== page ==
Assessing the implications of chloride from land application of manure for Minnesota waterways
An emerging concern in Minnesota is increased chloride levels in ground and surface waters. Efforts to develop a statewide chloride-based fertilizer mass balance need research to better understand chloride concentrations in manure and pathways for movement. The objectives of the proposed project are to: (1) Demonstrate the variability for chloride concentration in manure samples from Minnesota livestock and poultry farms based on species, geographical region, and correlating manure characteristics; (2) Quantify the movement of manure-based chloride applied to Minnesota soils; and (3) Evaluate the leaching risk potential based on manure type (and chloride concentration) and soil characteristics. The scope of this project is greater Minnesota, with manure and soil sampling drawing from livestock intensive areas across the state. The first activity leverages existing partnerships and collaborations to analyze manure samples from across Minnesota and enter that information into a newly created manure characteristic database. We will contract with a commercial laboratory to add chloride analysis to approximately 1,900 manure samples and share the anonymized data with us via the database. The Ph.D. student will use the database and related functions to summarize and analyze the data for spatial and temporal variation in chloride concentrations. The second activity explores interactions between different soil and manure types (also a synthetic fertilizer and no-nutrient control) on chloride leaching with in-tact soil cores representing coarse, medium, and fine-textured soils. The M.S. student will collect and analyze manure, soil, and leachate samples for chloride and other nutrients before and after multiple simulated rainfall events. The students and project team will collaborate on the third activity to assess the leaching risk potential for field scale application of manure. This analysis will include a sensitivity analysis of the chloride balance for soil systems to guide stakeholder discussions on mitigation options and future research directions. The short-term expected benefits of this project are an increase in the quantity and quality of manure chloride data to support modeling efforts and a better understanding of if and how manure chloride leaching differs from that of synthetic fertilizer. Through this project, two graduate students will be trained within an interdisciplinary team, with opportunities to learn and practice team science and communication skills.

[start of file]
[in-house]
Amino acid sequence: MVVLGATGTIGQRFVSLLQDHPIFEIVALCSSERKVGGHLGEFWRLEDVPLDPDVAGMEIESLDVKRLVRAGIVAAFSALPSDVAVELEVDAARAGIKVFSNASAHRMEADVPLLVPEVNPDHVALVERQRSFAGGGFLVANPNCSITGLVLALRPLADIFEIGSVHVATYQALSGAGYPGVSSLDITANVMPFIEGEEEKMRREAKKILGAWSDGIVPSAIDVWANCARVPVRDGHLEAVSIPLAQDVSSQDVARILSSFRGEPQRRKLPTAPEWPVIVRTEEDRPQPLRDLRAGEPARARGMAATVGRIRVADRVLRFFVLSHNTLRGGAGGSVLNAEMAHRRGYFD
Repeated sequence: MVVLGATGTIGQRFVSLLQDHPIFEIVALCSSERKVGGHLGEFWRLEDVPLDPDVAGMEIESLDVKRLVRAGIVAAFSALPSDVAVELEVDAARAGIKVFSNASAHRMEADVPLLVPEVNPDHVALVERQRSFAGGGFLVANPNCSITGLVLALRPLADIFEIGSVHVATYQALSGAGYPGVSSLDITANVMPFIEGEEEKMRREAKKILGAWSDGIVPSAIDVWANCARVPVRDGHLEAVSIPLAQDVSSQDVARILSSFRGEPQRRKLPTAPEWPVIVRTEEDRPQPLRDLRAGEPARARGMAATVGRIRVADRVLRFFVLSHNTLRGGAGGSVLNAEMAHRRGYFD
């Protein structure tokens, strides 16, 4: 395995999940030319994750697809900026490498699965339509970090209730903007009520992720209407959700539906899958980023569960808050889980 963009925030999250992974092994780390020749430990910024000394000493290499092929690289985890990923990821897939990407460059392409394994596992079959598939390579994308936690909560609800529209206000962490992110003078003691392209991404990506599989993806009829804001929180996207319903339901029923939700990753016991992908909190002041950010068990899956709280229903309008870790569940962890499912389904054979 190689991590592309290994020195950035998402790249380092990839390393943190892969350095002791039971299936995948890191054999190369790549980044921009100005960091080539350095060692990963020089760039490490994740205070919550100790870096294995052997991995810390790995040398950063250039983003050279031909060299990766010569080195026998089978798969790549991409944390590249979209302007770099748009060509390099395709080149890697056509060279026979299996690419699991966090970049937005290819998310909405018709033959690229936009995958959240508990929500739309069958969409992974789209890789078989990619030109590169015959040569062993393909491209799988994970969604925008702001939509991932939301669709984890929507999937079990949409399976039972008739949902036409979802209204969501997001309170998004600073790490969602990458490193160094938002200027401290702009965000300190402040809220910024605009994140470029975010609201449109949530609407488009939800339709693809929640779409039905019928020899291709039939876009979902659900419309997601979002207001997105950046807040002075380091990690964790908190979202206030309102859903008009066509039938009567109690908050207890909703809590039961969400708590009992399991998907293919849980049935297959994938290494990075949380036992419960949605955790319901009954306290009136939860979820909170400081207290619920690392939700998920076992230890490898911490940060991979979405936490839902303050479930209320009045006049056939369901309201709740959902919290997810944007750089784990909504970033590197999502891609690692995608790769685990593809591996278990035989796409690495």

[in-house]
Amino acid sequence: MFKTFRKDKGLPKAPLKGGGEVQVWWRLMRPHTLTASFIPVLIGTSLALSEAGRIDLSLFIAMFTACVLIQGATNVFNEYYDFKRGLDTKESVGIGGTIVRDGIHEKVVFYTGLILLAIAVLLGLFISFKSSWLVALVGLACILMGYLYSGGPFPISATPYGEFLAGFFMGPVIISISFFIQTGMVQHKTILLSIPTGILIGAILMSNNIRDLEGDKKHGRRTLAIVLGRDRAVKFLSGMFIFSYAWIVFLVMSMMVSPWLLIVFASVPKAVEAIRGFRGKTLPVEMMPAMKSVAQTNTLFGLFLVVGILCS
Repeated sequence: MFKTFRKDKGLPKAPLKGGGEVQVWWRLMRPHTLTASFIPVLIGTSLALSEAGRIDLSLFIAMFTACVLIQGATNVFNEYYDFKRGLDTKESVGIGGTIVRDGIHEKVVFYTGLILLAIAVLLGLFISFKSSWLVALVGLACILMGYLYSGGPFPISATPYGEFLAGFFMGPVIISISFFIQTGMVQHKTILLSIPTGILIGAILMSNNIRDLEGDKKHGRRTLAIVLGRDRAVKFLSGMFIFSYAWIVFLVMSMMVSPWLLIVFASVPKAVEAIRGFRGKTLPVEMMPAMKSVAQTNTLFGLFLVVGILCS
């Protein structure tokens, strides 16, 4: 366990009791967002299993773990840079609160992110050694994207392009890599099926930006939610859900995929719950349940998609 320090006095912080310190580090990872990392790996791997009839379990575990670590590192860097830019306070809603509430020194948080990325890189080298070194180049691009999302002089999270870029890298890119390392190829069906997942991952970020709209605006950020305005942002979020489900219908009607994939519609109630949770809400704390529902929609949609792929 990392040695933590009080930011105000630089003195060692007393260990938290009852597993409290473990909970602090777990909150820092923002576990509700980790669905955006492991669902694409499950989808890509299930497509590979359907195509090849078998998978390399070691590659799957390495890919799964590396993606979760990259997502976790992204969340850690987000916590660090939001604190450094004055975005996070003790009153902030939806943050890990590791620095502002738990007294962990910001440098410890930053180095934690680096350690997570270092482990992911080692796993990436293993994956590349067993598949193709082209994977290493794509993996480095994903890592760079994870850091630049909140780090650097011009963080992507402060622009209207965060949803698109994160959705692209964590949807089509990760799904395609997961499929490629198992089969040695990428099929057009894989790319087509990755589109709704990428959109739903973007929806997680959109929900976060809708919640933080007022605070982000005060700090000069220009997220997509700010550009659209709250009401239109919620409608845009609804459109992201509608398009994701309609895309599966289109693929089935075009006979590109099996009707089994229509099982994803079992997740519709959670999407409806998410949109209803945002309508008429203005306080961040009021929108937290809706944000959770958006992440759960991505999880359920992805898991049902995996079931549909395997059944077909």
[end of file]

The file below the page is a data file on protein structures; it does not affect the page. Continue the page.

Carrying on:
Melissa Wilson, Dept. of Soil, Water and Climate, U of M, email@example.com
Erin Cortus, Dept. of Bioproducts and Biosystems Engineering, U of M
Pedro Urriola, Dept. of Animal Science, U of M
April 1, 2021 - March 31, 2024